‘Carson City rocked’
Appeal Staff Writer
Traffic problems were minimal, protesters were polite, and everything seemed to go according to plan.
“I think Carson City rocked,” said Pam DuPre, spokeswoman for the Nevada Democratic Party. “Certainly, Carson City is on the map. I was listening to NPR News on the way home, and the forum was the second story on the newscast, right after Iraq.”
It was difficult to find views to the contrary following the country’s first major event of the 2008 presidential campaign.
Steve Platt, chairman of the Carson City Democratic Central Committee, said the city’s “visual beauty” and residents’ “enthusiasm and excitement for the political process” were what most impressed candidates and other visitors.
“I saw presidential candidates all over town,” said “I think we better get used to this.”
Candace Duncan, executive director of the Carson City Convention & Visitors Bureau, said she was proud of how Carson City looked and how everyone behaved.
It went so smoothly, “it should bode well in the future for other events,” she said.
Sheriff Kenny Furlong, who had extra people on duty, said they had little trouble throughout the day.
“I’m elated. We did fantastic from every angle,” he said. “Even the protesters were cordial.”
Traffic flow along streets near the Carson City Community Center was expected to be “horrid,” he said, but it wasn’t. There were fewer calls for service citywide than on a normal day.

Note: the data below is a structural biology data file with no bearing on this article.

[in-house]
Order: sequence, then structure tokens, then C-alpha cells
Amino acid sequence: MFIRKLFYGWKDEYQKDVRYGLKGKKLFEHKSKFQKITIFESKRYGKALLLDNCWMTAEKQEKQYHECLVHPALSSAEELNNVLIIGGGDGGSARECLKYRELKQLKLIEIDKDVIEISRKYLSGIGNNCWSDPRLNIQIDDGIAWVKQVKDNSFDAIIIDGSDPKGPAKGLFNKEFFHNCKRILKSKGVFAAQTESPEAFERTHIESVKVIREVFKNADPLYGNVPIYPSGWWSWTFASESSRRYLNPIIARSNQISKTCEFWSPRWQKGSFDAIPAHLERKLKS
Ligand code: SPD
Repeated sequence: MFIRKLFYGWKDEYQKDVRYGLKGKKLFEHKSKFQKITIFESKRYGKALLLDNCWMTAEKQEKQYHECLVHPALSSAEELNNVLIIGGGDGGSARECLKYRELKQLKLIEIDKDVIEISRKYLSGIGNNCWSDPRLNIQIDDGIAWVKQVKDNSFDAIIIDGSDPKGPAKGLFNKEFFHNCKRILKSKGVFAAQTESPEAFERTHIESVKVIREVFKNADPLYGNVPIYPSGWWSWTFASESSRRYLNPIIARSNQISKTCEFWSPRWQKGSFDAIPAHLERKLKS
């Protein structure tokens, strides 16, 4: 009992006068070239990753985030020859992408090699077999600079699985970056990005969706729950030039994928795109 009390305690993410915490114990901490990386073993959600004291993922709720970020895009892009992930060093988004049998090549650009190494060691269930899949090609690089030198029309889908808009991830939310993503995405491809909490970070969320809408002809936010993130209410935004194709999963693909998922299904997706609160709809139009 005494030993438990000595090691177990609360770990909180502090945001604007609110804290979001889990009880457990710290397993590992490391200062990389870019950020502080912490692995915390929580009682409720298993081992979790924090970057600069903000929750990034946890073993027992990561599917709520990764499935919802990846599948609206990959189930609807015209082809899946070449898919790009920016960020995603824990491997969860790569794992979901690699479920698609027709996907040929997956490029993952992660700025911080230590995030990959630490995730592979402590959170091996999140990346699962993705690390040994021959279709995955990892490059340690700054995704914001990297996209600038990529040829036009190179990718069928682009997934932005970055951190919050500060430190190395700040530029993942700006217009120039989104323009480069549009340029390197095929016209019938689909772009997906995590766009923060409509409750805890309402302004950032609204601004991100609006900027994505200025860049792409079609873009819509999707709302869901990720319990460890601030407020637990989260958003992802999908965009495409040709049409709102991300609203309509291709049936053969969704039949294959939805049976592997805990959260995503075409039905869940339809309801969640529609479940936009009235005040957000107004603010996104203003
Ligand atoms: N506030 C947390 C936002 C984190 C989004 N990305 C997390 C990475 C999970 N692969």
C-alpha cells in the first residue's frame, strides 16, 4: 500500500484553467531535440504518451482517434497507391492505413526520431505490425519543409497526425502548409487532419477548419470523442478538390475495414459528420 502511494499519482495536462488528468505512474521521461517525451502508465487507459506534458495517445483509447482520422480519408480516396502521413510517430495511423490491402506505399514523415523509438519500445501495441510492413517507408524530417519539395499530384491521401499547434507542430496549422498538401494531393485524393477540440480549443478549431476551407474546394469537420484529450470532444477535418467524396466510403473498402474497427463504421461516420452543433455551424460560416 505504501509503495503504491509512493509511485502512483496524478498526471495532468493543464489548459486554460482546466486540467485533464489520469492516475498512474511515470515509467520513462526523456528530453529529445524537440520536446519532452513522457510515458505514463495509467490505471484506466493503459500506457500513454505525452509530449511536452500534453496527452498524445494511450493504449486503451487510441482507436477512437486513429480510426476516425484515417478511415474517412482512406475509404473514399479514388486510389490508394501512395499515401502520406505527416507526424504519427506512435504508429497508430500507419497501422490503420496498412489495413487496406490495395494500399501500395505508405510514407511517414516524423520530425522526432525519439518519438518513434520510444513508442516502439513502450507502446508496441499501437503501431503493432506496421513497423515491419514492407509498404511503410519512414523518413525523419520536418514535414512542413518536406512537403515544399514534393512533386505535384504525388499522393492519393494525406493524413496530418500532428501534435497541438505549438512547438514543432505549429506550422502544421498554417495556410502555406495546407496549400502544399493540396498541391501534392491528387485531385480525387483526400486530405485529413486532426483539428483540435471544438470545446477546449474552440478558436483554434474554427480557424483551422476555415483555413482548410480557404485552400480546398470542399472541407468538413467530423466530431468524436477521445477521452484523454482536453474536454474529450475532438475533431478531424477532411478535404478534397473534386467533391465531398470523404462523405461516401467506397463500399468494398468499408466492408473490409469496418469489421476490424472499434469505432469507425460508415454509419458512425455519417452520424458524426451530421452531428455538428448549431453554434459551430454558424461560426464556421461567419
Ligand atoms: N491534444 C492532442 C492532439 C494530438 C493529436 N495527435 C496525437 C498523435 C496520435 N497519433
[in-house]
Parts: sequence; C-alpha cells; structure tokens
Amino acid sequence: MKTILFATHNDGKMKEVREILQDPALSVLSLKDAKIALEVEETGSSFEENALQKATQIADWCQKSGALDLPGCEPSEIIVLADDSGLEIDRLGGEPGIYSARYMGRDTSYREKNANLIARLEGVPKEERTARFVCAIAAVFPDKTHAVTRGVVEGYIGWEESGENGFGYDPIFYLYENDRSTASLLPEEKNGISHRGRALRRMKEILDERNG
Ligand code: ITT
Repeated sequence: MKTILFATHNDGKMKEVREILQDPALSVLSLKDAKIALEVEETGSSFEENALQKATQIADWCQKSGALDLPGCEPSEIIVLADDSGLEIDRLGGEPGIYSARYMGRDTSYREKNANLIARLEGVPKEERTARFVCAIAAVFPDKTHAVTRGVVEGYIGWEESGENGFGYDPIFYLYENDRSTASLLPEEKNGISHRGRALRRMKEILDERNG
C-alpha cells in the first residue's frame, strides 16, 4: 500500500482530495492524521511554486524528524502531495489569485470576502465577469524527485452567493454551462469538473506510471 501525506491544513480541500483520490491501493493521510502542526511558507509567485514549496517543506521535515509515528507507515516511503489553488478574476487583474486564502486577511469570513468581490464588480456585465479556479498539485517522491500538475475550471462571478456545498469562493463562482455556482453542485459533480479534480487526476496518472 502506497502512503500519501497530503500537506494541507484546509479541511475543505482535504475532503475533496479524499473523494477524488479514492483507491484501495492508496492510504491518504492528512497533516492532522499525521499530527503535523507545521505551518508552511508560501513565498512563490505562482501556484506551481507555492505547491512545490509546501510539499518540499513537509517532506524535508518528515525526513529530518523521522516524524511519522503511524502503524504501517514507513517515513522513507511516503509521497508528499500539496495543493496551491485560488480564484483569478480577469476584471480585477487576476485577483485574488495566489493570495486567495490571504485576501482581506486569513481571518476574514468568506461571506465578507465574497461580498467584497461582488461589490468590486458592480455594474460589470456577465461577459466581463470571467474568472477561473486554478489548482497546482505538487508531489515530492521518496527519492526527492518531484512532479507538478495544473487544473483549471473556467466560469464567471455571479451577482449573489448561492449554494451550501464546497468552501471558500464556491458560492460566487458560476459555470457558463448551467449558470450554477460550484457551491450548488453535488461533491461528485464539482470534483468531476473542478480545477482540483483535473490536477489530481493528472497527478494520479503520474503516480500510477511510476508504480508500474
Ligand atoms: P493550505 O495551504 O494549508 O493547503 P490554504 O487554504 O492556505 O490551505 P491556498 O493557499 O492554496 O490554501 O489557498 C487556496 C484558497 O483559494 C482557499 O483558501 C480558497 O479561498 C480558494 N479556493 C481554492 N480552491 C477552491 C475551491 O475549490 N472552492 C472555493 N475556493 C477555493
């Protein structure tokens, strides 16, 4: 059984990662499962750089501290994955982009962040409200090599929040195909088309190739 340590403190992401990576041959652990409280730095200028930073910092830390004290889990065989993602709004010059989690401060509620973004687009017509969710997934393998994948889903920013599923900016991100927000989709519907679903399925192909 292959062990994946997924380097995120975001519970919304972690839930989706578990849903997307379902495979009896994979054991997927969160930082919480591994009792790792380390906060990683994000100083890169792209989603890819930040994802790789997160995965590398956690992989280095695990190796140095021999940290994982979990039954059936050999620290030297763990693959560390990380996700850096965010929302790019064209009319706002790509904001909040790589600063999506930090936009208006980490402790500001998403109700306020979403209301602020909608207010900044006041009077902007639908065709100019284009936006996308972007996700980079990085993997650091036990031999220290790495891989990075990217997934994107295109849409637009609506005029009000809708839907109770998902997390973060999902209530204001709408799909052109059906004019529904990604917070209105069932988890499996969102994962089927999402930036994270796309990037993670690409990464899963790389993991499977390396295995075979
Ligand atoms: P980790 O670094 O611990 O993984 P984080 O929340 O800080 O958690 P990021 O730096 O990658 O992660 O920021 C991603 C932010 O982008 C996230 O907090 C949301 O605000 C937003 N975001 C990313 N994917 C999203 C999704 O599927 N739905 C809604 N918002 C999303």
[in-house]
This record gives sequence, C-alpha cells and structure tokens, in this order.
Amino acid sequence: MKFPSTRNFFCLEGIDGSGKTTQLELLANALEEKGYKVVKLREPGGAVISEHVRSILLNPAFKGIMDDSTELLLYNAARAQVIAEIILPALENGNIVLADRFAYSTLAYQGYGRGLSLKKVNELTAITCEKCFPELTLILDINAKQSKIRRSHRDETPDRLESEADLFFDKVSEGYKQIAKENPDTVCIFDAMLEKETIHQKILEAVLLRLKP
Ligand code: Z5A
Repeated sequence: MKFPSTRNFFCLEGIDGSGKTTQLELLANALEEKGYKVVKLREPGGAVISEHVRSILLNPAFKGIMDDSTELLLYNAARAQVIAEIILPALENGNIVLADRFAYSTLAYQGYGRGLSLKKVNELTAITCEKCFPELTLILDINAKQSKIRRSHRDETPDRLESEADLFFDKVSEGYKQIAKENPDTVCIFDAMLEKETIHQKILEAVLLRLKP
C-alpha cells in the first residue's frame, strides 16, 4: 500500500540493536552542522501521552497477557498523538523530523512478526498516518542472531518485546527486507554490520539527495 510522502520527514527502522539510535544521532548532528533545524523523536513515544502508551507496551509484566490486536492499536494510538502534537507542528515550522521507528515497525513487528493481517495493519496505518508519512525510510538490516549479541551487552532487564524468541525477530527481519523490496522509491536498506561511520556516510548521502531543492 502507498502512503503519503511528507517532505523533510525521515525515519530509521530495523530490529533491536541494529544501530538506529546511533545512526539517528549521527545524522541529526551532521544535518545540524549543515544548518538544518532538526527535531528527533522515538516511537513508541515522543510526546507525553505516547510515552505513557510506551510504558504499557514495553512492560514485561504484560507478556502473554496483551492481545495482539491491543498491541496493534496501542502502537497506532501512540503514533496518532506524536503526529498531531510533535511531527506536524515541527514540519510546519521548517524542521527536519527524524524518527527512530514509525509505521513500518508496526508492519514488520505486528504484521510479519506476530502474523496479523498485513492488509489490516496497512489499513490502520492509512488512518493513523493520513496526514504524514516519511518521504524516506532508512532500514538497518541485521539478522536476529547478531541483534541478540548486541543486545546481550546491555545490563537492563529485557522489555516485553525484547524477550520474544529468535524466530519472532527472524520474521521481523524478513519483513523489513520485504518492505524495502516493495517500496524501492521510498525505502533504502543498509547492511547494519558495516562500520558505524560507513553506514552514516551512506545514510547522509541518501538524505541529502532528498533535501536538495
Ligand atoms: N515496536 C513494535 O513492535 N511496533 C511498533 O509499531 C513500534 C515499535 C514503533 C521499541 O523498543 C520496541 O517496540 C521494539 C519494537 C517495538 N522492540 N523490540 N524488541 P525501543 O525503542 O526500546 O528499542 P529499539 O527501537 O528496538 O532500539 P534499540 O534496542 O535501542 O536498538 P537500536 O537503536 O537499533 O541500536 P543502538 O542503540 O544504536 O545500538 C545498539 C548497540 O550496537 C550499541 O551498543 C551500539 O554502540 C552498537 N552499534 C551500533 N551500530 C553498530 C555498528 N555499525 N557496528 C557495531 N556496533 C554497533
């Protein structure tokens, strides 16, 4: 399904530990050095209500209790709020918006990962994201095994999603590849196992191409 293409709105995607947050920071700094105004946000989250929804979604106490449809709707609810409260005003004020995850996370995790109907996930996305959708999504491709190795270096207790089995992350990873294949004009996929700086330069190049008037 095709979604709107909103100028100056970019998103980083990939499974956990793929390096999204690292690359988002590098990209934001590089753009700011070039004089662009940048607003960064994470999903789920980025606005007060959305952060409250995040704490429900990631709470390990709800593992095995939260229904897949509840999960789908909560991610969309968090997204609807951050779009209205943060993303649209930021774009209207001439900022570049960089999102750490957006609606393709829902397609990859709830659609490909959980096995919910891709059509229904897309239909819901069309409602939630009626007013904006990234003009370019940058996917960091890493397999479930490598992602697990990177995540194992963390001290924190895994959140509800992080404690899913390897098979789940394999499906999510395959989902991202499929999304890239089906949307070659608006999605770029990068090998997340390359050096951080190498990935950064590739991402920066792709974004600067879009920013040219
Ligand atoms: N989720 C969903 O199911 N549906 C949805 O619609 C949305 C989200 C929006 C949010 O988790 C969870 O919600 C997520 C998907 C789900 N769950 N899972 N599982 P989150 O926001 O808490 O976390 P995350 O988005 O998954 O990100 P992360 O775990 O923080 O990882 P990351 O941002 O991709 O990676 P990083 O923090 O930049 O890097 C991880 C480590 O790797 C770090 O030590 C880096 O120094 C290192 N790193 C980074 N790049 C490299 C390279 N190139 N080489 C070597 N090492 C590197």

Even when Hillary wanted to stop off for a drink at Comma Coffee, “there were no glitches because this sort of thing was anticipated,” Furlong said.
Those rave reviews have some believing presidential candidates may become a more common sight in Carson City.
“This is only 2007,” Platt said. “It’s a long time until we caucus and a long time until the election. This is only the beginning.”
• Contact reporter Terri Harber at tharber @nevadaappeal.com or 882-2111, ext. 215.
Secret Witness turns 40 this year – and it’s helped solve many of Northern Nevada’s most violent crimes
Secret Witness tips have played a pivotal role in solving some of the most violent crimes the greater Northern Nevada region has seen. To date, Secret Witness has paid out more than $300,000 in rewards to anonymous tipsters. Rewards range from $50 (graffiti/tagging) to $1,500 (armed robbery) to $2,500 (murder).